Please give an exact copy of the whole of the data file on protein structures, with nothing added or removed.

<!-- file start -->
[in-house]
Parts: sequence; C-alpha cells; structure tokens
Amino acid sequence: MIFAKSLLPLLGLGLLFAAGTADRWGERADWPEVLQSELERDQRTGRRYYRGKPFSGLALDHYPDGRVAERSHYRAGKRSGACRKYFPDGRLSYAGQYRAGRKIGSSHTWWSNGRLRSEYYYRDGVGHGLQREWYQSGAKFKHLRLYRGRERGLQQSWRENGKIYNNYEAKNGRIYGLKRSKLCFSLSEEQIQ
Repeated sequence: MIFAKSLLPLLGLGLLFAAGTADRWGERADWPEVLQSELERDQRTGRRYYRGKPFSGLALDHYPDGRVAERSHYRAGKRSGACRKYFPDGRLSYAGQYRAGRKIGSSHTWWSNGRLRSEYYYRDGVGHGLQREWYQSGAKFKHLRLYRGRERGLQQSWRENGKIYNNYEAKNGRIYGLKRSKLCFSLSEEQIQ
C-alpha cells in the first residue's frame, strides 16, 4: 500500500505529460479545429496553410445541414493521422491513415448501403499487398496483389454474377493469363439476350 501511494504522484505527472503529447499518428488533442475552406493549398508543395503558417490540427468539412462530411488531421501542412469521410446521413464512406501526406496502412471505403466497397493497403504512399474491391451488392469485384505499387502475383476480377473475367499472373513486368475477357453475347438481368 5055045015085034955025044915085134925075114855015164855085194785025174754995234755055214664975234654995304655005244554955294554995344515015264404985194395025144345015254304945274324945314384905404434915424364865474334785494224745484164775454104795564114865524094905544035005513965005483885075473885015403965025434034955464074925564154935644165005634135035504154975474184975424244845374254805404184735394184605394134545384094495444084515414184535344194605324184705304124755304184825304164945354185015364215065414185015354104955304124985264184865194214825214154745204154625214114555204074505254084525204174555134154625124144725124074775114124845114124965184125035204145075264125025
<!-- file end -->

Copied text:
[in-house]
Parts: sequence; C-alpha cells; structure tokens
Amino acid sequence: MIFAKSLLPLLGLGLLFAAGTADRWGERADWPEVLQSELERDQRTGRRYYRGKPFSGLALDHYPDGRVAERSHYRAGKRSGACRKYFPDGRLSYAGQYRAGRKIGSSHTWWSNGRLRSEYYYRDGVGHGLQREWYQSGAKFKHLRLYRGRERGLQQSWRENGKIYNNYEAKNGRIYGLKRSKLCFSLSEEQIQ
Repeated sequence: MIFAKSLLPLLGLGLLFAAGTADRWGERADWPEVLQSELERDQRTGRRYYRGKPFSGLALDHYPDGRVAERSHYRAGKRSGACRKYFPDGRLSYAGQYRAGRKIGSSHTWWSNGRLRSEYYYRDGVGHGLQREWYQSGAKFKHLRLYRGRERGLQQSWRENGKIYNNYEAKNGRIYGLKRSKLCFSLSEEQIQ
C-alpha cells in the first residue's frame, strides 16, 4: 500500500505529460479545429496553410445541414493521422491513415448501403499487398496483389454474377493469363439476350 501511494504522484505527472503529447499518428488533442475552406493549398508543395503558417490540427468539412462530411488531421501542412469521410446521413464512406501526406496502412471505403466497397493497403504512399474491391451488392469485384505499387502475383476480377473475367499472373513486368475477357453475347438481368 5055045015085034955025044915085134925075114855015164855085194785025174754995234755055214664975234654995304655005244554955294554995344515015264404985194395025144345015254304945274324945314384905404434915424364865474334785494224745484164775454104795564114865524094905544035005513965005483885075473885015403965025434034955464074925564154935644165005634135035504154975474184975424244845374254805404184735394184605394134545384094495444084515414184535344194605324184705304124755304184825304164945354185015364215065414185015354104955304124985264184865194214825214154745204154625214114555204074505254084525204174555134154625124144725124074775114124845114124965184125035204145075264125025